Ever since the French short film “Oppressed Majority” was republished on YouTube this year with English subtitles, it’s had more than 9 million views and continues to be an international talking point.
Not only has the film, by French director Éléonore Pourriat, inspired a recent trend of gender-flip audio-visual media provoking a conversation about everyday sexism around the world, but it’s continued coverage in international media has shed an unintended light on the political and social context of France and it’s growing culture of racism towards its Muslim and ethnic minority communities.
Since going viral, online audiences have applauded the short film for its hard hitting portrayal of sexism in French society. The 10-minute film depicts a reversed reality showing men and women having swapped stereotypical gender roles and experiences. In several media interviews, Pourriat reinforces that her film illustrates an unrelenting level of sexual harassment, sexism and victim shaming and blaming in order to not be “‘so realistic but frightening.”‘
Based in an unknown Parisian town, the story is about a day in the life of the main character Pierre, a white middle class father and husband, living in a matriarchal world who from start to finish receives unwanted attention and sexual harassment at the hands of women that culminates in a brutal and humiliating assault. The film aims to draw attention to the daily experiences of many women and visually capture the range of emotion that includes shame, humiliation, trauma and frustration.
Provoking a reaction
The film has provoked comments of support and expressions of gratitude on social media sites about the film highlighting a problem that is “‘on point”‘ and a “‘fact of reality.” It’s also ignited the sharing of personal experiences and ignited a further conversation about tackling the issue of sexism. Sabra Martin, a young French professional, who lives in Paris, reinforces the reality depicted as “‘sadly a true problem”‘ and adds that the story of Pierre and his experiences of street molestation and reaction by police happened to her friend only recently and that it’s “‘what happens when you wear a skirt, sadly.”
But aside from striking a familiar chord for many female victims of sexism, it is the character profile of the Muslim and North African characters which has elicited criticism for the short video’s depiction of minority communities in France. The portrayal of the male Muslim babysitter called Nissar who wears a balaclava to signify the reversal of the Hijab has provoked criticism for the way he is assumed to be subservient and submissive to his partner reflecting a growing perception about Muslim women in French society and the associated intolerance for the hijab in French public sphere. One critic described this scene as “‘Islamophobic misogyny.”‘ The street gang involved in Pierre’s assault has also been criticized for fueling the stereotype of North African men as criminals and sexual predators.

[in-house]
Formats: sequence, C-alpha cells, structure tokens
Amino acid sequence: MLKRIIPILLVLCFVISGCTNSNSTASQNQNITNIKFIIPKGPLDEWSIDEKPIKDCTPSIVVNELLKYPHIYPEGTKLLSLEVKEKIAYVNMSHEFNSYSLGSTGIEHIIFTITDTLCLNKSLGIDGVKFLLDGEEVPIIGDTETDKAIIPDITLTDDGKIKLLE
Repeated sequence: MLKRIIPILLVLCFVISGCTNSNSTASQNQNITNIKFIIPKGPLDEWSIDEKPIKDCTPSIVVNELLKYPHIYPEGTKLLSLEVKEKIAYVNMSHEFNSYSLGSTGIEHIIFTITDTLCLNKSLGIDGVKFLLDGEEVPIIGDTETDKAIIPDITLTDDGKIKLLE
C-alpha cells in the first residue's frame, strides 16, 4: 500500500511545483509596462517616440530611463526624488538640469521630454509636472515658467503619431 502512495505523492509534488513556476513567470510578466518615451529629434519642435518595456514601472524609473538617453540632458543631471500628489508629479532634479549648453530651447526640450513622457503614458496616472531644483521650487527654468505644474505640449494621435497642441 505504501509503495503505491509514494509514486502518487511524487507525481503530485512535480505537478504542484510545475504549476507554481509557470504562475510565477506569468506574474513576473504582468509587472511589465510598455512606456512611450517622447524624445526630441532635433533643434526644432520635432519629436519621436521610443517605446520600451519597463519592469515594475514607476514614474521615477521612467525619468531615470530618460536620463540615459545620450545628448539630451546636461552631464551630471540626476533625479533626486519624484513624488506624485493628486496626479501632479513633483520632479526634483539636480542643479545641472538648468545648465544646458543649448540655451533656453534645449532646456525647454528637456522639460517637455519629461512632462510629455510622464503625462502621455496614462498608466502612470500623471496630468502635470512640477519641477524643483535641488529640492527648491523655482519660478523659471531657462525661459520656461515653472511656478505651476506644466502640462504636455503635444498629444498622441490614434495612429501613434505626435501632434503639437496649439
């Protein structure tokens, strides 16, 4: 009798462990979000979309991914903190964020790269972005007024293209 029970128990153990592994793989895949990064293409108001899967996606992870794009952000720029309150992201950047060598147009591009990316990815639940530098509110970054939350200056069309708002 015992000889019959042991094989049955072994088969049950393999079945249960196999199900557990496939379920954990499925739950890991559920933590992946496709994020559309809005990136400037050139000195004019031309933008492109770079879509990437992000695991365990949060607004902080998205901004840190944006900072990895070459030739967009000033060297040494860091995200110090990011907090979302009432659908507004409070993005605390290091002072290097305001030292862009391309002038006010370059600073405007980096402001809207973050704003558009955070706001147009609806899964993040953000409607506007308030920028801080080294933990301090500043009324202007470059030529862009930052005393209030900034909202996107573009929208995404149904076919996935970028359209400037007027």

These criticisms form part of a growing worry about the increasing stigmatization of France’s Muslim population, that is approximately five to six million people, the largest in Europe . The banning of the hijab, or headscarf, in schools and full-face veil (niqab) in public places has been viewed as a political policy to fuel fear of immigrant communities in order to win votes.
There has also been a rise of recent overt expressions of racism in French politics. A candidate for the right-wing National Front compared the French black Justice Minister, Christiane Taubira to an animal, by publishing her picture next to a chimpanzee on a Facebook page.
A ‘convenient enemy’
According to Saeed Khan, lecturer on Near East & Asian Studies at Wayne State University, Oppressed Majority forms part of “‘the current cultural production of Muslims and North Africans that has entered a new “‘chapter,”‘ due in part to the post-colonial era, loss of colonies, migration and the critical mass of Muslims and North Africans in France, but also loss of cultural empire. The inability to cope with this reality has led the French to find a convenient enemy.”‘
Marie Le Pen, leader of the French National Front party has been condemned by many Muslim leaders in France for stoking inflammatory rhetoric about Muslims and North Africans, which in turn has given rise to such burgeoning intolerance and xenophobic attitudes in French society. The consistent anti-immigrant stance by the National Front has consistently promoted a fear for an increasing influence of Islam in French pubic life.
The mixed reaction to the French viral video has raised awareness of the oppressed minority in the oppressed majority. It highlights the need to view cultural productions in relation to the socio-political context of its origins. While this video is for all intents and purposes a challenge to gender inequality, it unsuspectingly unveils anxieties, not just about the veil, but about the other in France. It provokes a further debate about whether is it ever acceptable for one “ism” to trump another, which in this case has been identified by some as racism.
Nabila Pathan is the founder/Director of the London-based Full Picture Club and an arts and culture writer focusing on diaspora Muslim communities.